Nuclear power a ‘last resort’, says VP The Jakarta Post, Jakarta | National | Tue, April 14 2015 Vice President Jusuf Kalla insists nuclear energy is a last resort for Indonesia, saying the country has alternative options more in line with the country’s geologic and sociological conditions for addressing the looming energy crisis.
“Nuclear is suitable only in Java, and this is a last resort. The sophisticated technology developed by Japan in building its nuclear energy [was not even foolproof], as its plant also leaked”, he said, in an apparent reference to the Fukushima nuclear meltdown in 2011. Such risk is very high for Indonesia, which would not be able to handle it extra cautiously,” he said in a seminar on energy diversification here on Tuesday…….He added it was difficult to build a nuclear power plant in the country because it would elicit strong protests from the public and environmentalists. – See more at: http://www.thejakartapost.com/news/2015/04/14/nuclear-power-a-last-resort-says-vp.html#sthash.1NRm8NuU.dpuf
– See more at: http://www.thejakartapost.com/news/2015/04/14/nuclear-power-a-last-resort-says-vp.html#sthash.1NRm8NuU.dpuf– See more at: http://www.thejakartapost.com/news/2015/04/14/nuclear-power-a-last-resort-says-vp.html#sthash.1NRm8NuU.dpuf
Marshall Islands Will Appeal in Nuclear Case Against US http://abcnews.go.com/US/wireStory/marshall-islands-appeal-nuclear-case-us-30067766 UNITED NATIONS — Apr 2, 2015, By CARA ANNA Associated Press The tiny Pacific nation of the Marshall Islands is persisting with an unprecedented lawsuit demanding that the United States meet its obligations toward getting rid of its nuclear weapons. It filed notice Thursday that it will appeal a federal judge’s decision to dismiss the case. Continue reading
the Guardian’s campaign for divestment from fossil fuels is so important. If you haven’t signed it already, do so for Vanuatu. http://www.theguardian.com/commentisfree/2015/mar/19/developed-nations-sow-wind-vanuatu-reaps-whirlwind
Developed nations have sown the wind, Vanuatu has reaped the whirlwind, Guardian, 19 Mar 15 Andrew Simms As emissions alter weather patterns, island nations are the bellwethers that show what our future will be if we fail to tackle climate change……..joint work in 2011 by the National Oceanic and Atmospheric Administration in the US and the UK’s Met Office concluded that a Texas heatwave was 20 times more likely to be caused by climate change than by natural weather variation. A winter warm spell in Britain the same year was 62 times more likely than in the 1960s. The Met Office’s Hadley Centre now confidently states that it “can identify any changed risk of such events”.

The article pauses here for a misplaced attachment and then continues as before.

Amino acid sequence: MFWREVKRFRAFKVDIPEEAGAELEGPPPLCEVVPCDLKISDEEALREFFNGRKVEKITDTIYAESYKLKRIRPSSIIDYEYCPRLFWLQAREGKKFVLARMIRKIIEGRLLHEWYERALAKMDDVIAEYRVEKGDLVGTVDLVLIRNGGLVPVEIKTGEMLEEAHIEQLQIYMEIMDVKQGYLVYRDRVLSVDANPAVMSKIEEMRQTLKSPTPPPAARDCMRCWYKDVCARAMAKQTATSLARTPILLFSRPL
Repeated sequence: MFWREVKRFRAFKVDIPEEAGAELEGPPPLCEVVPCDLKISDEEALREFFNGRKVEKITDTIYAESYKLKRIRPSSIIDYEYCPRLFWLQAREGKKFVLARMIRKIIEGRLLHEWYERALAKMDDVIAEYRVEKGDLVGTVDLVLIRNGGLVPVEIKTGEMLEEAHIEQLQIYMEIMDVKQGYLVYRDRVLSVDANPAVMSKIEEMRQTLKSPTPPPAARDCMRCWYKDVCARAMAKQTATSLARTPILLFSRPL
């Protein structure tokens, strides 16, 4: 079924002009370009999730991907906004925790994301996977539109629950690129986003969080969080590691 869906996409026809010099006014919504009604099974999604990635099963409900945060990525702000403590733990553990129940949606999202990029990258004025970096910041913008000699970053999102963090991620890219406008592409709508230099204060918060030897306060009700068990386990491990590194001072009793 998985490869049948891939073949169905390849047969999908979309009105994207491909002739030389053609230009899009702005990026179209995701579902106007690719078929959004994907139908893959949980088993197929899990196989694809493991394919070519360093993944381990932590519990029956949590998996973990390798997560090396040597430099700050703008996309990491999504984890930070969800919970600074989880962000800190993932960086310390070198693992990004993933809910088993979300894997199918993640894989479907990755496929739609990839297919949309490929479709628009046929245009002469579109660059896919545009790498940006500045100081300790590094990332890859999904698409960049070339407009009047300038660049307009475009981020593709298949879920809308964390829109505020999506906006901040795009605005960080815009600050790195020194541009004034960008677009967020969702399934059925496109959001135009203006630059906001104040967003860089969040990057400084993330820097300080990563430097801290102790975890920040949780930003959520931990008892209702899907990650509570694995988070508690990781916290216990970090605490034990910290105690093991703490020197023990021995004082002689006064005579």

In time, more analysis will be done on Cyclone Pam, but Lonsdale’s personal experience and gut reaction fits a pattern of expectations described in the most recent and most comprehensive collation of science on extreme events in theIPCC’s Fifth Assessment Report. It concluded that: “The frequency of the most intense storms will more likely than not increase in some basins. More extreme precipitation near the centres of tropical cyclones making landfall is projected in North and Central America, east Africa, west, east, south and southeast Asia as well as in Australia and many Pacific islands.”
So, while the present is pretty bad for Vanuatu, in a warming world the future looks set to worsen. For this island nation, that is bitterly ironic. . Vanuatu is an archipelago in the western Pacific, famous for having no regular military. When it topped the index in 2006 its ecological footprint per person was no higher than those in non-industrialised countries like Mali and Swaziland, life expectancy matched that in Turkey, and life satisfaction levels were considered as high as New Zealand’s. It is democratic, rich in natural wealth but, being remote, exports little, avoiding the scramble of competing in global markets. It is also hugely culturally diverse with more than 100 languages spoken across its islands.